Tuesday, June 15, 2010

Behavior Modification

Kurt Killgore was riding his bicycle across a busy street at three in the morning. He swerved to avoid a truck, fell of the bike, and landed on his right side. The paramedic crew thought he might have a broken collarbone, and rightly put him in a sling. His pain was severe. It was so severe, in fact, that the only way to kill the pain was with sleep. Which he did all the way here during his ambulance ride.

The EMS crew woke him up to move him onto the bed. He opened his eyes and looked straight at me, standing at the foot of the bed. “Hey, man I need something for pain. The damn paramedic wouldn’t give me anything.”

I shrugged. ”Seems to me you were sleeping pretty good.”

“Oh yeah? Well, f…k you. I love you too, man.”

According to the paramedics, he was one of those guys who was full of love for his fellow man. Apparently this duality…carnal lust and romantic affection…was his usual response to anything that was asked of him. Nice to see someone with true joy in his heart. Gives me faith in the human condition. Also good to find that once again my gender identity has been reinforced.

I shook my head and stepped out of the room while the staff got him over to the exam bed, the effort accompanied by much moaning and groaning and use of creative language. The nurses did their part, trying to get some kind of story from him, and trying to start an IV just in case we needed it to do things like, well, treat pain. However, he decided it was much more important to swear at the nurses an occasionally reach out and grab at them instead of allowing us to care for his stated complaint. Finally, it was my turn.

“I’m Dr. Rodenberg. What happened to you?”

“I’m in pain, man. Pain. I need something for pain. And why are these f…..g nurses sticking me for an IV? I need something for my f…..g pain.”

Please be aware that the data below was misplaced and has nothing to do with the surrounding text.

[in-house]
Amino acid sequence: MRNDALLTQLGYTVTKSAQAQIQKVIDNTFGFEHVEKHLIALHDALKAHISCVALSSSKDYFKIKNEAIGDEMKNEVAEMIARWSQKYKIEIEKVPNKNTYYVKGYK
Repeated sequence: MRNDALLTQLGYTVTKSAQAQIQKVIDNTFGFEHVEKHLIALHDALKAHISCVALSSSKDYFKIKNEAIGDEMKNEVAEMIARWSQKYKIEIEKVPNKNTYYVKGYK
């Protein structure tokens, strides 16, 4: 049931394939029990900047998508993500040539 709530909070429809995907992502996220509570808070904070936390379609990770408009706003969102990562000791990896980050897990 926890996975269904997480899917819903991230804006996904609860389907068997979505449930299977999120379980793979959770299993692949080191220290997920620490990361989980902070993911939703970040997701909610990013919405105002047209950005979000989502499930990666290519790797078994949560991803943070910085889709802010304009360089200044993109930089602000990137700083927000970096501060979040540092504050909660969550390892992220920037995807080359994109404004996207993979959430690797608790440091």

“Can’t give you anything for pain ‘till I figure out what’s going on.”

“What’s your f…..g problem? I’m in pain. I don’t want those b…..s touching me. You better give me something now, man, if you know what’s good for you.”

I took a deep breath, about to begin one of those well-rehearsed speeches I’ve built up over twenty years in the ED. There’s a whole catalog of these speeches. There’s the reassuring, “I don’t know what’s going on but it doesn’t look like anything serious so you can go home,” talk. There’s the hopeful, “Do you think maybe talking to one of our psychiatric staff might help?” conversation. There’s the very sad, “Your loved one is in very critical condition, and while we always hope for the best we plan for the worst” discussion. But the, “You’re being a jerk and I’m not going to put up with this anymore” lecture is one of my favorites.

“Okay, here’s how this works. You know where you are and what’s going on, so you’re in full control of your senses. So you can choose to stop this behavior. If you don’t, and you continue to be abusive to my staff (I get very possessive in these moments; I don’t know why), I’m going to assume that you’re refusing care and I’ll have security escort you out the door. And if you grab at someone again that’s called assault, and the cops will be here to drag you to jail quicker than spit. Are we clear?”

“Man, you don’t…”

“Are we clear on this?

He grunted in a non-threatening way. Care proceeded as it should; x-rays of everything on the taxpayer’s dime, some pain medication to put him out of our misery, and nice dressings over abrasions on his elbow and knee that will soon resemble his socks, adhering to him for the next several years until the breakdown of nuclear forces between the gauze atoms causes them to disintegrate. He was discharged back into the real world with a sling on his right arm for his broken collarbone and admonitions to (chose one or all) get a bike helmet, put ice on your shoulder, use Tylenol for pain, call the local detox center or Alcoholics Anonymous for help with your drinking problem, follow-up with an orthopedic surgeon in 4-5 days for recheck, and go in peace, all of which will remain unheeded.

I don’t know why, but this kind of interaction gives me great satisfaction. While it can’t really contribute to the care of the patient, I can at least make my work family feel protected and supported. Not sure it’s in my job description. Just think of it as a value-added service.

1 comment:

  1. Excellent story. I once worked for a man that protected his staff always in light of an abusive customer. It was my favorite job ever. Customers come first, but not if they abuse the staff!